A REAL EXORCISM CAUGHT ON FILM — William Friedkin, director of The Exorcist, shot a real exorcism for his new documentary



It’s hard to imagine a film more terrifying, or more nightmare-inducing than director William Friedkin’s legendary 1973 film THE EXORCIST. He adapted the film from William Peter Blatty’s famous book of the same name, inspired by the 1949 exorcism of Roland Doe, 12-year-old girl possessed by a demon. The book was based on an article that appeared in the Washington Post newspaper, although in the article it was a 12-year-old boy.

Fans marvel at the visceral, horrifying portrayal of a young girl, named Regan, in the ravages of demonic possession–it seems SO real! And there’s a reason. The Exorcist was so effective because Friedkin actually believed in the evil events portrayed in his film. He never doubted the truthfulness of the account, and he never doubted that the devil could corrupt and defile an innocent little girl. He belief paid off, because the film became the biggest horror film of all time until Stephen King’s IT shattered that record this year.

Now, the man who shocked the world with the terrifying, green-soup-spewing Regan (played by Linda Blair) has returned to the topic that rocketed him to stardom, although this time he delves in even closer….he films an actual, real-life exorcism. Awesome! It’s called “The Devil and Father Amorth,” and it screened recently at the Venice Film Festival. We should be able to see it within the next year.

According to an article in Variety, Freidkin said: “It was terrifying. I went from being afraid of what could happen to feeling a great deal of empathy with this woman’s pain and suffering, which is obvious in the film. I consulted with neurologists, brain surgeons, some of the best in the United States. The brain surgeons had no idea what her affliction was and none of them would recommend an operation. They believe that everything originates in the brain but — and they say this in the film — they have never seen anything quite like these symptoms….Then the psychiatrists…all described how psychiatry now recognizes demonic possession. It’s called dissociative identity disorder/demonic possession.” Read the entire Variety article here >>>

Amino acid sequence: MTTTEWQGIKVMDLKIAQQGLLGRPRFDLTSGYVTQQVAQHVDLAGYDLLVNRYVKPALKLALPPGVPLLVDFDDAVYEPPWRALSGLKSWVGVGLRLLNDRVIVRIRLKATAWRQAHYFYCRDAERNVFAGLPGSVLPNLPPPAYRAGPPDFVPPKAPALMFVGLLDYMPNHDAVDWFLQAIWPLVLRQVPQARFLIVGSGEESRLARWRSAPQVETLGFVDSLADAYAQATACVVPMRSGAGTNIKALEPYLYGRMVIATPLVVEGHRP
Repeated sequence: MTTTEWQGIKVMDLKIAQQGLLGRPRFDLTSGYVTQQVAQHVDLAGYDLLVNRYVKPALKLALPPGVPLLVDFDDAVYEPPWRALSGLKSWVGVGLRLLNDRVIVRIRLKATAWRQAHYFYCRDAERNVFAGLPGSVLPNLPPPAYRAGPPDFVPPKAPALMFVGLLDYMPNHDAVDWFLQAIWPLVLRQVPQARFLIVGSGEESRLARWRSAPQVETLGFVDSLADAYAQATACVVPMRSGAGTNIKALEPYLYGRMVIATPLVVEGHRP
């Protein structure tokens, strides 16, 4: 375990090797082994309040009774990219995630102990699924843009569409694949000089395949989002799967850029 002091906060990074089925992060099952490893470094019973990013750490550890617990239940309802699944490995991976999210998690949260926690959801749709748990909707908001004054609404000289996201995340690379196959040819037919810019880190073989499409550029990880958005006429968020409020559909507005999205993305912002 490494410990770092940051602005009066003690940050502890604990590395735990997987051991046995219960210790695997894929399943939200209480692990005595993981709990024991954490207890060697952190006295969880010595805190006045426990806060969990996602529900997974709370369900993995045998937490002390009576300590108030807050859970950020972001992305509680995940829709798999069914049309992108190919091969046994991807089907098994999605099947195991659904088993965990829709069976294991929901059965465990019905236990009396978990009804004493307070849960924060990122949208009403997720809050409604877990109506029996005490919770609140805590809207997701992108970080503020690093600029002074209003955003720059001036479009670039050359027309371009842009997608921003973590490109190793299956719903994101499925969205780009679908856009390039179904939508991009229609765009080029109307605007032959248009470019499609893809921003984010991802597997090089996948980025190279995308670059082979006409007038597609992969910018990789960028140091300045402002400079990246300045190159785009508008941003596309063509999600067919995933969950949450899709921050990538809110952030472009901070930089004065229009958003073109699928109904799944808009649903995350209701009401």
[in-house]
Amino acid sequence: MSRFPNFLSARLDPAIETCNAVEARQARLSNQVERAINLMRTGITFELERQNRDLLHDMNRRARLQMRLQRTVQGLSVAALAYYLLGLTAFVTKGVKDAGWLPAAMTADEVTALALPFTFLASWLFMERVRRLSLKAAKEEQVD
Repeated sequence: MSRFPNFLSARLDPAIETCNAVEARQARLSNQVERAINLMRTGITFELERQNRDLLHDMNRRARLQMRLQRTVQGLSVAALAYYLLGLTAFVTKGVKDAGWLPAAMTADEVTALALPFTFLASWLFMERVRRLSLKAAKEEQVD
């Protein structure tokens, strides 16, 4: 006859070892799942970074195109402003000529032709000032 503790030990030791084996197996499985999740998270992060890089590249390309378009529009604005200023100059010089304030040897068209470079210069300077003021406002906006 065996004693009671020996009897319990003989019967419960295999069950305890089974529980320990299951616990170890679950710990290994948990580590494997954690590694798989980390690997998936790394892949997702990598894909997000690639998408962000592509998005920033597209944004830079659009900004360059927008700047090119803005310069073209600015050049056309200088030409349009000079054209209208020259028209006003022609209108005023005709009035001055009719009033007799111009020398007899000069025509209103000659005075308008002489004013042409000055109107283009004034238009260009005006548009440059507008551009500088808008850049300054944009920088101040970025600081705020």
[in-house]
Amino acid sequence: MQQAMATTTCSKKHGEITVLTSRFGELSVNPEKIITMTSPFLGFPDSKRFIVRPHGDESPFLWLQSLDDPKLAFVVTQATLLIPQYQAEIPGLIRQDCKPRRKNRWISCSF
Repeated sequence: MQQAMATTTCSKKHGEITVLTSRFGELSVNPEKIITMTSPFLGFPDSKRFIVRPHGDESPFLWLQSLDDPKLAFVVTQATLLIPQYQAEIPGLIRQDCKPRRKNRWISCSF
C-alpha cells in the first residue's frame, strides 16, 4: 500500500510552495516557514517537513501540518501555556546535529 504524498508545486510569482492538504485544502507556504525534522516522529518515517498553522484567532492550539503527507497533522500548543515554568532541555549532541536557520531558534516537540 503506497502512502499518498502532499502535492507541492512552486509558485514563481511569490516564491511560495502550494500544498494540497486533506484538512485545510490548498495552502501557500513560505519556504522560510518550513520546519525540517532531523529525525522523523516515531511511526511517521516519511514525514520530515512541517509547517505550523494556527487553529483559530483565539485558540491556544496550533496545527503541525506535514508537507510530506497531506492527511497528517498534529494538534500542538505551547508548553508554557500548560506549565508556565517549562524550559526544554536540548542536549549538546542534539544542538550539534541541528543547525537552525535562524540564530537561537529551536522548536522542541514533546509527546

Here, Friedkin answers questions about the opinion of the Catholic Church:

Below, Friedkin is interviewed by Alexander Darkish for Positive Magainze after the premiere of The Devil and the Father Amorth screened out of competition at the 74th Venice International Film Festival.

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